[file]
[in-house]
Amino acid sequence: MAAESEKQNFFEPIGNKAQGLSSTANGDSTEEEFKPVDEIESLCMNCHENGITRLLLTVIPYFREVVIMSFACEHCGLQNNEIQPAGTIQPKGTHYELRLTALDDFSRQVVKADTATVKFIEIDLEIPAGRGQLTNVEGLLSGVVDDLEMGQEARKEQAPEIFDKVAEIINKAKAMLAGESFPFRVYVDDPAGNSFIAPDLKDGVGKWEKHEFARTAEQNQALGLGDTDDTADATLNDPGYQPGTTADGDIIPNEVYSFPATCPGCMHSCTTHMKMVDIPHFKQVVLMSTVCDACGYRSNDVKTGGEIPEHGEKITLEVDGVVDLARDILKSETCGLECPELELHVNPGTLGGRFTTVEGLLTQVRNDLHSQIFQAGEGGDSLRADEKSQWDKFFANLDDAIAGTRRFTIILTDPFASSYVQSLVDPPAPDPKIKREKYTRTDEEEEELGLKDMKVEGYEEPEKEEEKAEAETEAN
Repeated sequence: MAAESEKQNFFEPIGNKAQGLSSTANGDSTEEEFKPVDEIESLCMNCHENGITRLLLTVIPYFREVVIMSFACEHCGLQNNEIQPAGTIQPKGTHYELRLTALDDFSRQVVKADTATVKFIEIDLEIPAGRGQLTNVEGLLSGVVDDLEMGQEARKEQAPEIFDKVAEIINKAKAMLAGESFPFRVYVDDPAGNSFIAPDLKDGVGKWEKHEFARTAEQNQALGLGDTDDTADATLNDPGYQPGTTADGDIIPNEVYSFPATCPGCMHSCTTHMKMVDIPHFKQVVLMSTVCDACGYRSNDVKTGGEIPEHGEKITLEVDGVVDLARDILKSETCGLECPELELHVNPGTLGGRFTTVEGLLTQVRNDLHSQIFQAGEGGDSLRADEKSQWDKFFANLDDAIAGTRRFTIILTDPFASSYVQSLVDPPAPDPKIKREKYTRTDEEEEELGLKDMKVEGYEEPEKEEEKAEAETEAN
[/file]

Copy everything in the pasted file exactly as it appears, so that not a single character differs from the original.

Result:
[in-house]
Amino acid sequence: MAAESEKQNFFEPIGNKAQGLSSTANGDSTEEEFKPVDEIESLCMNCHENGITRLLLTVIPYFREVVIMSFACEHCGLQNNEIQPAGTIQPKGTHYELRLTALDDFSRQVVKADTATVKFIEIDLEIPAGRGQLTNVEGLLSGVVDDLEMGQEARKEQAPEIFDKVAEIINKAKAMLAGESFPFRVYVDDPAGNSFIAPDLKDGVGKWEKHEFARTAEQNQALGLGDTDDTADATLNDPGYQPGTTADGDIIPNEVYSFPATCPGCMHSCTTHMKMVDIPHFKQVVLMSTVCDACGYRSNDVKTGGEIPEHGEKITLEVDGVVDLARDILKSETCGLECPELELHVNPGTLGGRFTTVEGLLTQVRNDLHSQIFQAGEGGDSLRADEKSQWDKFFANLDDAIAGTRRFTIILTDPFASSYVQSLVDPPAPDPKIKREKYTRTDEEEEELGLKDMKVEGYEEPEKEEEKAEAETEAN
Repeated sequence: MAAESEKQNFFEPIGNKAQGLSSTANGDSTEEEFKPVDEIESLCMNCHENGITRLLLTVIPYFREVVIMSFACEHCGLQNNEIQPAGTIQPKGTHYELRLTALDDFSRQVVKADTATVKFIEIDLEIPAGRGQLTNVEGLLSGVVDDLEMGQEARKEQAPEIFDKVAEIINKAKAMLAGESFPFRVYVDDPAGNSFIAPDLKDGVGKWEKHEFARTAEQNQALGLGDTDDTADATLNDPGYQPGTTADGDIIPNEVYSFPATCPGCMHSCTTHMKMVDIPHFKQVVLMSTVCDACGYRSNDVKTGGEIPEHGEKITLEVDGVVDLARDILKSETCGLECPELELHVNPGTLGGRFTTVEGLLTQVRNDLHSQIFQAGEGGDSLRADEKSQWDKFFANLDDAIAGTRRFTIILTDPFASSYVQSLVDPPAPDPKIKREKYTRTDEEEEELGLKDMKVEGYEEPEKEEEKAEAETEAN